Schergna et al synthesized a group of fullerene esters 47 (Figure 10A) to investigate the enzymatic modification of fullerene derivatives.80 Research on these fullerene-based esters indicated that possible factors influencing the effect of enzymatic interactions were dependent on the distances of the reaction center from the spheroid and the steric hindrance of the ester groups involved. Reaction rates were inversely related to the distances of the functional groups that interacted with the enzyme’s active site and the fullerene’s spheroidal shape. Moreover, the bulkiness of the ester groups further prevented the reactions from occurring at high rates.80 It is of great importance to examine if any correlation exists between the unique activities of lipase B from Candida antarctica towards fullerene derivatives, and verifying the link that is involved in this mechanism.
Figure 10 Chemical structures of fullerene-containing esters 47–50.
Peng et al recently reported the synthesis of a fullerene end-capped poly(caprolactone) and the enzymatic behavior of lipase AK against this fullerene ester.81 Using N-substituted 3,4-fulleropyrrolidine with an active hydroxyl group as an initiator, polymerization of epsilon-caprolactone was performed via ring-opening polymerization. The data indicated that the introduction of fullerenes decreased the enzymatic reaction of lipase toward poly(caprolactone).81
It is worth noting that the synthesis of fullerene–flavonoid conjugates, including C60-chalcone 48 (Figure 10B), C60-flavone 49 (Figure 10C), and C60-flavanone 50 (Figure 10D) and their antioxidant abilities have also been reported by Enes et al, who concluded that these conjugates might be promising leads for future broad-spectrum radical scavengers.82 Furthermore, these conjugates are advantageous over flavonoids alone due to the traits of fullerenes described above, such as the adaption to active sites of enzymes and transportation across cell membranes.82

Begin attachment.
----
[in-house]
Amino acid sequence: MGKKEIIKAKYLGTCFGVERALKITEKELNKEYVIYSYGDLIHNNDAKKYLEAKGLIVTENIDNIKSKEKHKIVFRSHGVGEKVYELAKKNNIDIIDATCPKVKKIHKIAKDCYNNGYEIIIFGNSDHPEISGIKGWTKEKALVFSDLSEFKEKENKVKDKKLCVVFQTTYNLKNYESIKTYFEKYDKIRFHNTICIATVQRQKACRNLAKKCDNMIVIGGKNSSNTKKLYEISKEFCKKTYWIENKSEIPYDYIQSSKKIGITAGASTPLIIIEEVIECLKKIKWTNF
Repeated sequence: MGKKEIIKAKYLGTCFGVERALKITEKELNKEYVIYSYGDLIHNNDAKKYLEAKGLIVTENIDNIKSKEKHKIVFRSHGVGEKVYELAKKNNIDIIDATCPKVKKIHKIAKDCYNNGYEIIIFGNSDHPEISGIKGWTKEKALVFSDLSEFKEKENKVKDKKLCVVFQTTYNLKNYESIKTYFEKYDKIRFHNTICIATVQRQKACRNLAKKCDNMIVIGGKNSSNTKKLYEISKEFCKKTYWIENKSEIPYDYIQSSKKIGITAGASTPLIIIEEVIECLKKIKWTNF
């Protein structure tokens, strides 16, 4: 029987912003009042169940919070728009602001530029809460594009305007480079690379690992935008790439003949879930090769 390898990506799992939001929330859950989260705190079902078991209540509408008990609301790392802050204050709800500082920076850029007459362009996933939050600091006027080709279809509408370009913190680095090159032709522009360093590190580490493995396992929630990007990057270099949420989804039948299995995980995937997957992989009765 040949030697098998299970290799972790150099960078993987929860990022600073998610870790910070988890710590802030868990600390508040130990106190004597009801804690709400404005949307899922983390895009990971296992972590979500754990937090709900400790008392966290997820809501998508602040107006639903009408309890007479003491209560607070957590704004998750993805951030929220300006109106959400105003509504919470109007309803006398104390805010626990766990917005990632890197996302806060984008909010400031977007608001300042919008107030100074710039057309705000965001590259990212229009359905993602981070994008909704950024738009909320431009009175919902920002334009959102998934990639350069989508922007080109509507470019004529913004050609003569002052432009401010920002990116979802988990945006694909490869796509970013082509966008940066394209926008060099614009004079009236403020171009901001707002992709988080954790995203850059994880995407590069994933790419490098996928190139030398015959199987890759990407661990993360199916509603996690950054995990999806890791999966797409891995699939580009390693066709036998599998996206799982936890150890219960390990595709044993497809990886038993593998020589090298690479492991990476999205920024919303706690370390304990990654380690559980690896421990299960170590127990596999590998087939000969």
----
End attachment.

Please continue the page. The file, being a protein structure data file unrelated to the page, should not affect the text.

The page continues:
Finally, Liu et al described the synthesis and bioactivity of a specific fullerene-steroid conjugate, C60-dexamethasone, in mice.83,84 When compared to dexamethasone, C60-dexamethasone retained its anti-inflammatory activity, while having a much lower impact on the learning function and immunosuppression. It was also shown to be an effective antioxidant as well. Furthermore, it was also found that the binding of C60-dexamethasone to a glucocorticoid receptor was partially blocked in the thymocytes, causing downregulation of several apoptosis-related genes.85 These findings suggest that C60-dexamethasone might be a potential candidate for future anti-inflammatory drugs with fewer side effects compared to dexamethasone, and thus are of importance with regard to the development of novel fullerene derivatives with pharmaceutical potential. Considering that steroids are commonly used in clinical treatments and side effects of steroid treatments can frequently occur, fullerene–steroid conjugates present an interesting topic for further investigation. For example, it has been well established that the overuse of corticosteroids can cause debilitating skeletal complications such as osteonecrosis or osteoporosis.86 There is also compelling evidence that these bone disorders are closely related to the abnormal differentiation of bone marrow stem cells into adipogenic states and interrupt osteogenesis due to overloads from oxidative stresses as a result of high-dose steroid treatments.87 Therefore, we proposed that further study is needed to address whether or not certain fullerene–steroid conjugates would offer promising outcomes in the treatment of these disorders. This vacancy in the research has been addressed in a recent report showing that the fullerol molecule was capable of enhancing osteogenic activity while simultaneously inhibiting adipogenic differentiation of bone marrow stem cells in vitro.21